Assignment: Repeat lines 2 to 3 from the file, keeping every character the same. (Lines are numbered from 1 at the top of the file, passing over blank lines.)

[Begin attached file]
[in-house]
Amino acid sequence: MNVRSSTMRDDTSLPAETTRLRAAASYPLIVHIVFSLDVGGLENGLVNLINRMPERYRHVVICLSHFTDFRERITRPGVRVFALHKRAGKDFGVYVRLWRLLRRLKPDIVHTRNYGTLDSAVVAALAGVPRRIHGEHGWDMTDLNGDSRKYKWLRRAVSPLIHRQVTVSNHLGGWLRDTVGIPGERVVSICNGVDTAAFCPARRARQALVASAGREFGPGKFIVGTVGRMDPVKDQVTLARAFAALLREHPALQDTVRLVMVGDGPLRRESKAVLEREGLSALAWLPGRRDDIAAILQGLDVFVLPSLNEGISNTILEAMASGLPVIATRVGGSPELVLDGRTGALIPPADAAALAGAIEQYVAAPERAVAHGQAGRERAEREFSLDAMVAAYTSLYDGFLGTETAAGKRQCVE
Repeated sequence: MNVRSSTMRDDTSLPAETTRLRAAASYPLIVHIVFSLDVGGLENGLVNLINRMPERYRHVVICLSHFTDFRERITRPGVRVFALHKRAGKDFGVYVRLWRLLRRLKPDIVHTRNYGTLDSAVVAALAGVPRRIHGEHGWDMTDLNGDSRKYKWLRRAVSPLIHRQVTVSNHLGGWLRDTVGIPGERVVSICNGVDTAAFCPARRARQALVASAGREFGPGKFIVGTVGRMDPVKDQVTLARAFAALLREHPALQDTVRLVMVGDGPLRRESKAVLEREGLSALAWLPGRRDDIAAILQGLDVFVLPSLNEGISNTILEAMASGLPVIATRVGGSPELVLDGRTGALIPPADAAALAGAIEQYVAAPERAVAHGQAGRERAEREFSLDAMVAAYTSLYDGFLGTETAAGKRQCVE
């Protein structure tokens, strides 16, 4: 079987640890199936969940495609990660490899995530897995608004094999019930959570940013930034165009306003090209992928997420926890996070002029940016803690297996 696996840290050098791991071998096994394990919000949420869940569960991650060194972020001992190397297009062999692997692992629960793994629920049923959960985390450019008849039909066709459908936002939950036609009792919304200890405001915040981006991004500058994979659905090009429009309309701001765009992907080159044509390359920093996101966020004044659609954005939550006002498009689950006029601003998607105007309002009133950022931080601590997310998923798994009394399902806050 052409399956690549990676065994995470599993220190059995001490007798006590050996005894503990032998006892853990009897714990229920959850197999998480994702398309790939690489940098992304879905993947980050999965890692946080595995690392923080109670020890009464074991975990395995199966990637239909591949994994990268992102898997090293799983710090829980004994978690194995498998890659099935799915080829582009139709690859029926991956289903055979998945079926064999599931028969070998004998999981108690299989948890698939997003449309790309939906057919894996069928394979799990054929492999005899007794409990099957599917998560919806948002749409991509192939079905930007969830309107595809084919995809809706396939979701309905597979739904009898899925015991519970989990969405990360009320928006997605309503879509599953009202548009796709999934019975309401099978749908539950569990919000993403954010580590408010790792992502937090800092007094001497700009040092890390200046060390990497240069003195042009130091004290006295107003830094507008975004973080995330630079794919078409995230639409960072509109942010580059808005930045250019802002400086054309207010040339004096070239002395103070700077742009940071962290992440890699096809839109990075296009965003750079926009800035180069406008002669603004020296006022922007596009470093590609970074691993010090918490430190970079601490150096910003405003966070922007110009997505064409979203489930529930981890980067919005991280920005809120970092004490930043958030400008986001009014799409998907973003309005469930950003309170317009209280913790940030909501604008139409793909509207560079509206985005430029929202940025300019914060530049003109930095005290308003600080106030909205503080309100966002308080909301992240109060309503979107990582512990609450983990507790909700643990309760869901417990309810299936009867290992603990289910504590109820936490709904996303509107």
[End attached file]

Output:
Amino acid sequence: MNVRSSTMRDDTSLPAETTRLRAAASYPLIVHIVFSLDVGGLENGLVNLINRMPERYRHVVICLSHFTDFRERITRPGVRVFALHKRAGKDFGVYVRLWRLLRRLKPDIVHTRNYGTLDSAVVAALAGVPRRIHGEHGWDMTDLNGDSRKYKWLRRAVSPLIHRQVTVSNHLGGWLRDTVGIPGERVVSICNGVDTAAFCPARRARQALVASAGREFGPGKFIVGTVGRMDPVKDQVTLARAFAALLREHPALQDTVRLVMVGDGPLRRESKAVLEREGLSALAWLPGRRDDIAAILQGLDVFVLPSLNEGISNTILEAMASGLPVIATRVGGSPELVLDGRTGALIPPADAAALAGAIEQYVAAPERAVAHGQAGRERAEREFSLDAMVAAYTSLYDGFLGTETAAGKRQCVE
Repeated sequence: MNVRSSTMRDDTSLPAETTRLRAAASYPLIVHIVFSLDVGGLENGLVNLINRMPERYRHVVICLSHFTDFRERITRPGVRVFALHKRAGKDFGVYVRLWRLLRRLKPDIVHTRNYGTLDSAVVAALAGVPRRIHGEHGWDMTDLNGDSRKYKWLRRAVSPLIHRQVTVSNHLGGWLRDTVGIPGERVVSICNGVDTAAFCPARRARQALVASAGREFGPGKFIVGTVGRMDPVKDQVTLARAFAALLREHPALQDTVRLVMVGDGPLRRESKAVLEREGLSALAWLPGRRDDIAAILQGLDVFVLPSLNEGISNTILEAMASGLPVIATRVGGSPELVLDGRTGALIPPADAAALAGAIEQYVAAPERAVAHGQAGRERAEREFSLDAMVAAYTSLYDGFLGTETAAGKRQCVE